Friday August 3, 2007 - 17:25:56 GMT
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FX Briefing 3 August 2007
Â· ECB is carefully monitoring shift in risk assessment
Â· ECB has signalled rate hike in September, but has not committed itself further
Â· FOMC unlikely to change its position much
Forex markets hold their breath
On the surface, the forex markets seem to have calmed down again. Towards the end of the week, EUR-USD was around 1.37, slightly higher than a week ago. After last weekâ€™s sharp correction, the yen has fallen somewhat against most major currencies. Having ventured below 118, USD-JPY has firmed to 119; EUR-JPY has climbed above 163. Similar corrections are evident in all major currencies, but they are particularly striking in the American currencies CAD, MXP and BRL, as well as in the Norwegian krone.
However, appearances could be deceptive. Despite virtual exchange rate stability, the yenâ€™s implied volatility has almost reached the highest level this year. Volatility reflects market participantsâ€™ risk perception, and the yen is the main funding currency for carry trades. Thus at the moment yen volatility can be seen as a sort of gauge of (declining) risk appetite on the forex markets.
Events on equity and credit markets are continuing to influence the forex markets; this week there was a rollercoaster of positive and negative news. Companiesâ€™ quarterly reports had a fairly positive impact on equity markets, but the subprime crisis claimed further victims, including a big US mortgage lender, a German bank and some funds.
ECB calls surprise press conference
The ECB Councilâ€™s August meeting, which was conducted by telephone, as is customary in the holiday season, still managed to surprise markets, albeit in a matter of form rather than substance On the day of the meeting, a press conference was called unexpectedly at lunch time. However, not with live coverage as usual, but as a closed session. The short notice and the unusual procedure caused speculation to run riot.
However, there were no surprises in the actual outcome of the meeting. In a short press briefing, ECB President Jean-Claude Trichet confirmed expectations that economic growth will continue in the eurozone, and said that rising oil prices, emerging capacity constraints and the potential for stronger wage and cost dynamics implied upside risks to price stability. This was also confirmed by the strength of monetary expansion. â€śStrong vigilanceâ€ť was therefore essential to maintain price stability.
In his statement, Mr Trichet also mentioned the current nervousness in financial markets. In the ECBâ€™s view, this is a normalization process after a phase in which risk has been underestimated. However, this development would have to be carefully monitored; it was important for investors, market participants and authorities to remain calm to allow the adjustment to take place smoothly.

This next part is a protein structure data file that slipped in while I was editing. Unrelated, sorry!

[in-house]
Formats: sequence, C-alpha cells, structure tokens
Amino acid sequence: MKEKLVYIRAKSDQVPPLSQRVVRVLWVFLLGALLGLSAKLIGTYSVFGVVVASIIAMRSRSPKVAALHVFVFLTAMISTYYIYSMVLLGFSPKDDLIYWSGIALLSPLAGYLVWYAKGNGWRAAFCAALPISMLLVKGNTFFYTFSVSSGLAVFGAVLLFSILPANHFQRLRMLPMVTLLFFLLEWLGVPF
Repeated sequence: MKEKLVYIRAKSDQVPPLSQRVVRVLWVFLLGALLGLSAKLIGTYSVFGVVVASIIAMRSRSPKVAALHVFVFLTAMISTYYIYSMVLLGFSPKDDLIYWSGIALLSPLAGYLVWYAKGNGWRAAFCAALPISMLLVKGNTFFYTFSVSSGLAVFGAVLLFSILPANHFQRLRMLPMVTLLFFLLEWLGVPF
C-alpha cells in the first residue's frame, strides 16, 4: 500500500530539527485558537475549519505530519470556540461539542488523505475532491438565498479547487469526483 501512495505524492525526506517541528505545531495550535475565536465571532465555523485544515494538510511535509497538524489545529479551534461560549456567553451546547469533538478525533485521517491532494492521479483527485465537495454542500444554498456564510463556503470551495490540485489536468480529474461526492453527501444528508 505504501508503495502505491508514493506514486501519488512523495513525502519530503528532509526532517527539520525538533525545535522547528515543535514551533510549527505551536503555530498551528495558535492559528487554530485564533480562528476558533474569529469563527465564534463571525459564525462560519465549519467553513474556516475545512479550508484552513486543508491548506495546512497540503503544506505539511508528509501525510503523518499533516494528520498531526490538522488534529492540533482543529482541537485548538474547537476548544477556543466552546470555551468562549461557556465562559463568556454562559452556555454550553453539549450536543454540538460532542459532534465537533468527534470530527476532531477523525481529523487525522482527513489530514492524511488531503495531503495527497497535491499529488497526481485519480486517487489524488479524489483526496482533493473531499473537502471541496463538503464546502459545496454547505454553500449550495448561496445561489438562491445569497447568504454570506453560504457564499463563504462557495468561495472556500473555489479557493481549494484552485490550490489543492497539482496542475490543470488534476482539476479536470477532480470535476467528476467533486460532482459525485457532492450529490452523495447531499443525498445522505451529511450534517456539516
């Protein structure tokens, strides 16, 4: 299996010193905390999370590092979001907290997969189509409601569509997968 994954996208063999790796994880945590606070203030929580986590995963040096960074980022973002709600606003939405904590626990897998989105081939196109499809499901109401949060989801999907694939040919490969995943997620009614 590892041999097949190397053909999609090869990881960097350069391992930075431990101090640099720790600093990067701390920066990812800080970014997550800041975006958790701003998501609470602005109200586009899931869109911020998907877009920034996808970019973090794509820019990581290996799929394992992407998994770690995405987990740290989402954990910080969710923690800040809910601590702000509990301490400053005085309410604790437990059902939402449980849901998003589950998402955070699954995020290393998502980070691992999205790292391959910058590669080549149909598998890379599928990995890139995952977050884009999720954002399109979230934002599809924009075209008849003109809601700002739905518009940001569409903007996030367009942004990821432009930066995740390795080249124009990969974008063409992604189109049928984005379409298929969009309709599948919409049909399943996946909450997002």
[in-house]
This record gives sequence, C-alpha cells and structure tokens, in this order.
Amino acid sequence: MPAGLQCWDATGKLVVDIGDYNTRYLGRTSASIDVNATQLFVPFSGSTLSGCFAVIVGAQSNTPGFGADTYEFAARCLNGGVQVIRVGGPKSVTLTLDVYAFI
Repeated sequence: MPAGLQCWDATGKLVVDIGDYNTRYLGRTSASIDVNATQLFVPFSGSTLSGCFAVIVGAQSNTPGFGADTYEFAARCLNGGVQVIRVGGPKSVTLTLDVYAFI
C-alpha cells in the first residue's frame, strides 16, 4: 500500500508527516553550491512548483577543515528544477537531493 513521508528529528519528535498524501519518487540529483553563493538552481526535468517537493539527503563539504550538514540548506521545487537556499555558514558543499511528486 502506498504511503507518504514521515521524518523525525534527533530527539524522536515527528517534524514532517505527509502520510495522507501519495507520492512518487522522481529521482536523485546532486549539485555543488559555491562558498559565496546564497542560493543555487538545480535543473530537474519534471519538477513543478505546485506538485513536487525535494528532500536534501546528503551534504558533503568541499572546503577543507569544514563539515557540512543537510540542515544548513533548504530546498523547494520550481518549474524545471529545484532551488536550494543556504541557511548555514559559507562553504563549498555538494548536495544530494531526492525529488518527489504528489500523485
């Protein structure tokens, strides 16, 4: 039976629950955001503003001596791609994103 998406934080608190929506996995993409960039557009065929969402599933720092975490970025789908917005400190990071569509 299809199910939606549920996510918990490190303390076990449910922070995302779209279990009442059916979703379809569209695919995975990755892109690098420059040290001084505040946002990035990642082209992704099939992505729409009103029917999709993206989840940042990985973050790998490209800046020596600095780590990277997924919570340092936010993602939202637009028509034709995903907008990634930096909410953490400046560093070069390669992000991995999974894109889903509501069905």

The fact that the ECB used the phrase â€śstrong vigilanceâ€ť is confirmation of its intention to raise interest rates to 4.25% in September. At the same time, Mr Trichet refused to comment on what would happen after September. That could indicate that the ECB could be contemplating ending its tightening cycle. Furthermore, Mr Trichetâ€™s remarks on financial market developments show some concern that the adjustment process could get out of control. That would be another reason for a cautious interest rate policy.
US economic situation before Fed meeting
After a very weak first quarter, Q2 growth was 3.4% (quarter-on-quarter, annualised), which was very encouraging. Exports and commercial construction made particularly strong contributions. This development is unlikely to be repeated on the same scale in the second half of the year. Therefore growth in the forthcoming quarters could turn out to be significantly lower â€“ well below 3 per cent.
The momentum in the manufacturing sector seems to be slowing down. In July, the ISM manufacturing index dropped from 56 to 53.8, industrial new orders declined excluding the volatile transport component. Real consumer spending also levelled off in June. Nevertheless, consumer confidence has actually improved, and labour market data show that new jobs are still being created, despite the low unemployment rate.
The Federal Open Market Committee, which is meeting next Tuesday, is likely for the most part to stick to the position set out by Fed chairman Ben Bernanke when testifying to Congress. Although there is now more likelihood of a rate cut in the medium term, it is not yet on the agenda. The FOMC statement will probably be very similar to the one made in June. The Fed will probably point out that growth has remained moderate despite the drag from the housing market, and that inflation is slowing down. However, at the same time, it is likely to emphasize that price stability is not sufficiently safeguarded, and that inflation risks still prevail in view of high capacity utilization.
Stephan Rieke +49 69 718-4114
+49 69 718-3642
Foreign Exchange Trading
+49 69 718-2695
Matthias Grabbe / Klaus NĂ¤fken
+49 69 718-2688
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